The Chief of the San Diego Fire-Rescue Department (SDFD) called out the department's union leader for making false claims regarding disaster assistance in Texas.
"It’s absolutely inappropriate to politicize and personalize this disaster when Texans are suffering and this disaster isn’t over yet," SDFD Chief Brian Fennessy said in a statement.
The statement came in response to claims made by Ed Harris, Sergeant for San Diego Lifeguards and union leader.
Harris said his search and rescue team is on standby, ready to serve Texans in need. Eleven members of the team have been watching Hurricane Harvey closely.
"To say that there’s not a need, or to put people on standby – if they’re on standby when people are actively drowning, that’s like my lifeguards out on the beach, sitting in their towers and saying, I’m not going to go, I’m going to sit on standby and watch people drown. We don’t do that," Harris said. "We go."
However, Fennessy said the crew is not on standby and there has been no request from the state for that resource.
The training and certifications needed to be a member of the Federal Emergency Management Agency (FEMA) Urban Search & Rescue California Task Force 8 are strict, Fennessy said.
Task Force 8 is comprised of 21 agencies across the County, including nearly all of the County's fire departments, and a structural engineer from the Development Services Department, San Diego Fire-Rescue Department (SDFD) spokesperson Monica Munoz said.
The team heading to the devastated parts of Texas include 24 members of the SDFD team as well as members from the Santee Fire Department and Heartland Fire and Rescue Department.
"Our lifeguards do not meet the minimum qualifications. No one is allowed on the team if they do not have the appropriate minimum qualifications," Fennessy said in a statement. "These are not our rules, these are FEMA rules, and they are meant to ensure standardization of responses in emergencies."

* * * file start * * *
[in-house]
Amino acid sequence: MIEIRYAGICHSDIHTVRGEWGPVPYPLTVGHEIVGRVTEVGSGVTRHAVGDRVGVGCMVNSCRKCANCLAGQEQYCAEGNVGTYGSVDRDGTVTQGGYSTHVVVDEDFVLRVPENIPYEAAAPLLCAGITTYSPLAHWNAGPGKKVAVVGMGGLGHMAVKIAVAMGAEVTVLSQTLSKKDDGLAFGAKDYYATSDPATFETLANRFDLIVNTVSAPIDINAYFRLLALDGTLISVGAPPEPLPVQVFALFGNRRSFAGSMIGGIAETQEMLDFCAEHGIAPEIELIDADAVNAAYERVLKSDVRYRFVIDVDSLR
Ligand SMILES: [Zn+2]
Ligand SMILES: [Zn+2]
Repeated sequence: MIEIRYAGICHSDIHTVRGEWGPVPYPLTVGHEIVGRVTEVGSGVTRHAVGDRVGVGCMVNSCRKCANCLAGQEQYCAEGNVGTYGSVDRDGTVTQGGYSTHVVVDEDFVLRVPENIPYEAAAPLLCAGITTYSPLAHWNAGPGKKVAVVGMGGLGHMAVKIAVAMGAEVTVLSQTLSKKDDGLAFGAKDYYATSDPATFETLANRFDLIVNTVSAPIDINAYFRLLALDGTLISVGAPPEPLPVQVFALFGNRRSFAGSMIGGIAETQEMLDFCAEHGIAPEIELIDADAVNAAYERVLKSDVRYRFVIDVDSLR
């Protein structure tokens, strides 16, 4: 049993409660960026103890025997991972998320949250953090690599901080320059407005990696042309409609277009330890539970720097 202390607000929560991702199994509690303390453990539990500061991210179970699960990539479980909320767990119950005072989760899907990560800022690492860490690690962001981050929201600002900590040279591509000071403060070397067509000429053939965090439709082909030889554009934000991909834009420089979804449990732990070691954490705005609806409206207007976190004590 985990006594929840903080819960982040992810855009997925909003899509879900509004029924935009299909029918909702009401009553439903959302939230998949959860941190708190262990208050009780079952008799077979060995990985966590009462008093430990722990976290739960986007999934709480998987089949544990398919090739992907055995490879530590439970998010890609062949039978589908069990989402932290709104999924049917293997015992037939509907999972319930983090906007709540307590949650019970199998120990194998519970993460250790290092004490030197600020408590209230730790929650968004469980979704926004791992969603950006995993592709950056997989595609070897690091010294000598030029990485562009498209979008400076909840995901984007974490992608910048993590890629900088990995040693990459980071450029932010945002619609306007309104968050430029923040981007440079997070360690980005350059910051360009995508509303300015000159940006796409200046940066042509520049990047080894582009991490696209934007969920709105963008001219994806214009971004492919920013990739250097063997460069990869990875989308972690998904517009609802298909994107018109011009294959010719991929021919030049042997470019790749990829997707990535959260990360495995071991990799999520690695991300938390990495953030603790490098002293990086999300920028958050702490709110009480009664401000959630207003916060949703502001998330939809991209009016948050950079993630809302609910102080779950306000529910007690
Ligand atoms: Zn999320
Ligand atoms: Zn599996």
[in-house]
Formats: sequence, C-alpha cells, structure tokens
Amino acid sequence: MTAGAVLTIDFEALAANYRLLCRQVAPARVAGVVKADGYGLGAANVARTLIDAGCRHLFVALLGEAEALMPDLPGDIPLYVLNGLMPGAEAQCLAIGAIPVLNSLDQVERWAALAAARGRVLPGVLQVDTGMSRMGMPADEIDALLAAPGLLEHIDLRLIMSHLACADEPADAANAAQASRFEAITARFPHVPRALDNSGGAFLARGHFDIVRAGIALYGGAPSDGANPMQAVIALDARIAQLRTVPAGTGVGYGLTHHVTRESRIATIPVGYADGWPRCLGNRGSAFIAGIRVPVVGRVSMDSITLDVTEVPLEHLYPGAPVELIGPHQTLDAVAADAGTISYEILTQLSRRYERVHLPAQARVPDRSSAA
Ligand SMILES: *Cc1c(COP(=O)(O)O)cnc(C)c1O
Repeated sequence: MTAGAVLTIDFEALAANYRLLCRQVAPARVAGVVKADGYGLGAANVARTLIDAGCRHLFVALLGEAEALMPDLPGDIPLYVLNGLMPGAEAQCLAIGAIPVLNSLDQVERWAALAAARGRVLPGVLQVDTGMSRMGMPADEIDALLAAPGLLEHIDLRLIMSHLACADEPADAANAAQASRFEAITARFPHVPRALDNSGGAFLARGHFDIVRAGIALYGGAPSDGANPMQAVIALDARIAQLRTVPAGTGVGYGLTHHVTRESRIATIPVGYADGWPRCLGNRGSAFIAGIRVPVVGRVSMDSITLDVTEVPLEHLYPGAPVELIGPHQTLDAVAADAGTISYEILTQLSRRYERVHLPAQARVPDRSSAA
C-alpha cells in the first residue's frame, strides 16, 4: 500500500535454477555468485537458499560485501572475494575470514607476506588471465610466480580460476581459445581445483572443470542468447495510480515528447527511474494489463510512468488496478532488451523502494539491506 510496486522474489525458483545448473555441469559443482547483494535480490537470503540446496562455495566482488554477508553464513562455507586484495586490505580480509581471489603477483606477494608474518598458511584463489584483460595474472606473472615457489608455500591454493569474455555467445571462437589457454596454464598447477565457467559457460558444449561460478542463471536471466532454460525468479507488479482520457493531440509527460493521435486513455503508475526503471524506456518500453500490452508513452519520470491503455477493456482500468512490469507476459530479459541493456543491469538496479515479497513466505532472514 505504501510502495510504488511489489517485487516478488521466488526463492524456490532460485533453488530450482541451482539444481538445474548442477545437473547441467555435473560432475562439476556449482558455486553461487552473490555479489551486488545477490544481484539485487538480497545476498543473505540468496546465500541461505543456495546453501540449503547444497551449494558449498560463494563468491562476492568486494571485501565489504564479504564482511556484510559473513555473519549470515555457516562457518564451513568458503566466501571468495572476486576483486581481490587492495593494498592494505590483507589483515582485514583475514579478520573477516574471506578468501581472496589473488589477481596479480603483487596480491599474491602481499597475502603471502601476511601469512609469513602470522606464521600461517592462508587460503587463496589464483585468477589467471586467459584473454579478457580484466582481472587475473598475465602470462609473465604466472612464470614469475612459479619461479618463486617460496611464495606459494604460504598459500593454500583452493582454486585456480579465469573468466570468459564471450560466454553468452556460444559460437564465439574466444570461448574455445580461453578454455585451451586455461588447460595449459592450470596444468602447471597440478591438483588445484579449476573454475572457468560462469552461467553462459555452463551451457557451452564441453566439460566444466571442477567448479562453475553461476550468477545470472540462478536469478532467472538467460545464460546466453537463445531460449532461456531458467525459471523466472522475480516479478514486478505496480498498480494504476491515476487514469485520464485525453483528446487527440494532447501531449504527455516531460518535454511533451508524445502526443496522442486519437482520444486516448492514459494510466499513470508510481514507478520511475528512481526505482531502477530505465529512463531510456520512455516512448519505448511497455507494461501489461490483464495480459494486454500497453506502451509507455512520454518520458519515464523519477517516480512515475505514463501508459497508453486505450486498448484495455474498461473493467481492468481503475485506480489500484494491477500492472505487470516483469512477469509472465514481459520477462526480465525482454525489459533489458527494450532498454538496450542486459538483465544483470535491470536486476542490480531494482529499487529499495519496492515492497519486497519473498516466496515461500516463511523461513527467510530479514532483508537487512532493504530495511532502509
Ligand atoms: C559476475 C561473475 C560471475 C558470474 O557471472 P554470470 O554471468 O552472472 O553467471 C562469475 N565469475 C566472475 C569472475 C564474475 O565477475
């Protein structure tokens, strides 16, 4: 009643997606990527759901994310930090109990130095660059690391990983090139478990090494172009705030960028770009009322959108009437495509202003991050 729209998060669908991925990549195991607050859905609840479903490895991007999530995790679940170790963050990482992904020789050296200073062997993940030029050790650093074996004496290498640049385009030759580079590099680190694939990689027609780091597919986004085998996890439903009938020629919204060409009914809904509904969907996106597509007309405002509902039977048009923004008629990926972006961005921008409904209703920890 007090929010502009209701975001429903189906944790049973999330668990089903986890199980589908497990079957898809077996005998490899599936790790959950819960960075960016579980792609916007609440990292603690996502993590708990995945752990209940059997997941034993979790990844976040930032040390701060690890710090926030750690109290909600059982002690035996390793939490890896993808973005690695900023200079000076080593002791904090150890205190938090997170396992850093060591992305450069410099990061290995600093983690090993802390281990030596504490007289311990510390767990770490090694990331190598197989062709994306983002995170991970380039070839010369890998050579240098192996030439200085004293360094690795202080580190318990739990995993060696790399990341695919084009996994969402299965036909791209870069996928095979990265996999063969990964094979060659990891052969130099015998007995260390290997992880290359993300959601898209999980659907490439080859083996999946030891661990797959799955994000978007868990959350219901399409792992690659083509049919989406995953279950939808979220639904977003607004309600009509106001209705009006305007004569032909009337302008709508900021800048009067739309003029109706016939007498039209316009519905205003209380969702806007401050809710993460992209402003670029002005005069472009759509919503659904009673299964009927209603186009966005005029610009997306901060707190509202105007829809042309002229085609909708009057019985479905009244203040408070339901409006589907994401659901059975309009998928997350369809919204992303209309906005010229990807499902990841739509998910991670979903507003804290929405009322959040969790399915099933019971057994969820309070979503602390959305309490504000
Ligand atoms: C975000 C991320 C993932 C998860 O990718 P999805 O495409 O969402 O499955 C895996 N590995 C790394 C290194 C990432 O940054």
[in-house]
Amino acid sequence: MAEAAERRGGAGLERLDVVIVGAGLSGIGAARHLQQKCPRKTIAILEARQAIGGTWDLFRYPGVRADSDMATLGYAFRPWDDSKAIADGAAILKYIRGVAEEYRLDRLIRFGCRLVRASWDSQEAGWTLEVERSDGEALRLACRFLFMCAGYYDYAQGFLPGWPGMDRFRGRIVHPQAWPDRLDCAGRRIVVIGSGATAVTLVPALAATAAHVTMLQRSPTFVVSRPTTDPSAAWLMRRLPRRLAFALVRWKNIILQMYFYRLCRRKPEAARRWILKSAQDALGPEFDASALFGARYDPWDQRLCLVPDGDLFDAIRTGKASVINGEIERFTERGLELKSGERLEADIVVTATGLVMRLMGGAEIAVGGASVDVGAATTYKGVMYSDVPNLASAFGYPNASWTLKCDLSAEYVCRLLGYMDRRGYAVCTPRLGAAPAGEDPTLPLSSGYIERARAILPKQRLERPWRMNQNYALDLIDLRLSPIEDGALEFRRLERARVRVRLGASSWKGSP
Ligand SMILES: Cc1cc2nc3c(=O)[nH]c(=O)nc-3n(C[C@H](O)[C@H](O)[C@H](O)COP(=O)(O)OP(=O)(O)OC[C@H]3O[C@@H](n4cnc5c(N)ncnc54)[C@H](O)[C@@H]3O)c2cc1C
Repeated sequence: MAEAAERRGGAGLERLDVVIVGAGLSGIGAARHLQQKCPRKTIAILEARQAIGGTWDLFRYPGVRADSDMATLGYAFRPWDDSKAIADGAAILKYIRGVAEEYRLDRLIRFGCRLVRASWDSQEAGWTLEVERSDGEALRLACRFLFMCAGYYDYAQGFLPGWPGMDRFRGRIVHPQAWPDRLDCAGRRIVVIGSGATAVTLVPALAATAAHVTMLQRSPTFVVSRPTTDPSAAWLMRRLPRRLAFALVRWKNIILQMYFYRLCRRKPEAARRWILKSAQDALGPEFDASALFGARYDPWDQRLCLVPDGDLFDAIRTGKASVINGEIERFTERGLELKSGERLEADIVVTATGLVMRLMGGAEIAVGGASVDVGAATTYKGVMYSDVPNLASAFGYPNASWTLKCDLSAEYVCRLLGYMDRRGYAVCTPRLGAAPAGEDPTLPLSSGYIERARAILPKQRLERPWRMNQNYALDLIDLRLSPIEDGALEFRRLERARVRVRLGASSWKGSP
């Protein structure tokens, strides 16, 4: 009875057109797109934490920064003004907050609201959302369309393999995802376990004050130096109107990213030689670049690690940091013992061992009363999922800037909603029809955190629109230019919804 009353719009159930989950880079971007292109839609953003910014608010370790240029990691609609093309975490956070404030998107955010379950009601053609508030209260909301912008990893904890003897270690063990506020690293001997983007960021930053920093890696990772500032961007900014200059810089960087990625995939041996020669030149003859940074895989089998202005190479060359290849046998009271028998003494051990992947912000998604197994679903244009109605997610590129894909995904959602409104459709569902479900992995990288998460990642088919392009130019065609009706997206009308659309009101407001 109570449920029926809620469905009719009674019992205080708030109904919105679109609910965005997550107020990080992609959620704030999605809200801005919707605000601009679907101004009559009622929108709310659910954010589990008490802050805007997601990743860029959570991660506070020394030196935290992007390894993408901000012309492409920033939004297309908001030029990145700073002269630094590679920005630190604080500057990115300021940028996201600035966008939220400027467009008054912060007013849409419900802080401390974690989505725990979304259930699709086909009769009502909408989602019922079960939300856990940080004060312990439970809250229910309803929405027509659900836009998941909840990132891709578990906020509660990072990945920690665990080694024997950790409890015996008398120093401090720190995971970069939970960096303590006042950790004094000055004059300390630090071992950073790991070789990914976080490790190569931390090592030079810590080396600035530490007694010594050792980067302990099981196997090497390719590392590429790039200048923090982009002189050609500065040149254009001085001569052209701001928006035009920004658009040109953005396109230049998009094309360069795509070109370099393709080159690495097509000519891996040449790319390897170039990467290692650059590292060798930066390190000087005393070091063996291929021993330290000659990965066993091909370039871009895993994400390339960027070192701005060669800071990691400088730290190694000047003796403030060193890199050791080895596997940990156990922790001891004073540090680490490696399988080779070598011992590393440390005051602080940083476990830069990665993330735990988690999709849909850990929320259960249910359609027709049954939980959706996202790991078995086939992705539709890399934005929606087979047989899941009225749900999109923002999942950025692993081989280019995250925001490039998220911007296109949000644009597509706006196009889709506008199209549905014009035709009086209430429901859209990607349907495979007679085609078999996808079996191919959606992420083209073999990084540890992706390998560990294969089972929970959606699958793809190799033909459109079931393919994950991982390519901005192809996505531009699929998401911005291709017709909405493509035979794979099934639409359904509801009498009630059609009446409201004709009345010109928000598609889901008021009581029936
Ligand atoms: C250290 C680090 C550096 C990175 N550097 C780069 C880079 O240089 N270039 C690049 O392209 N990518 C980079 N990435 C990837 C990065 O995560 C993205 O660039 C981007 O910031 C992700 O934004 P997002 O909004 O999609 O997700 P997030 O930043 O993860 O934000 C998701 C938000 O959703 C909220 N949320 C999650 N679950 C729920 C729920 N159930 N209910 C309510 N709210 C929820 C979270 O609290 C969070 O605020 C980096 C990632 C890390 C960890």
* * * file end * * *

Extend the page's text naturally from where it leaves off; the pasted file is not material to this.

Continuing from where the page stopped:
"The majority of the work performed by these teams is outside of the scope of lifeguard aquatic duties," Fennessy added.
Harris said the team has been sent to disasters like this before, such as Hurricane Katrina.
However, Fennessy said, that was not because of FEMA. It happened through a state-to-state agreement called the Emergency Management Assistance Compact (EMAC).
The chief said that there appears to be a misunderstanding with Harris about how the system works. The governor requested that San Diego does not self-deploy; authorities have only requested the San Diego-based Task Force 8.
He said he cannot just send the lifeguards because they want to go.
"All of us in public safety want to be there. We can’t all be there. There is a system, a tried and true system, that provides the resources during these types of disasters," Fennessy said. "I can’t just send them down there because they want to go."
Lifeguards also requested to use vacation time to go to Texas, but that was denied as well.
This isn't the first time the San Diego Lifeguards and Firefighters have not seen eye-to-eye.
Back in March, the Lifeguards raised concerns over a new dispatch protocol started by SDFD.
The lifeguard union has said its members recently considered breaking off from the San Diego Fire-Rescue Department.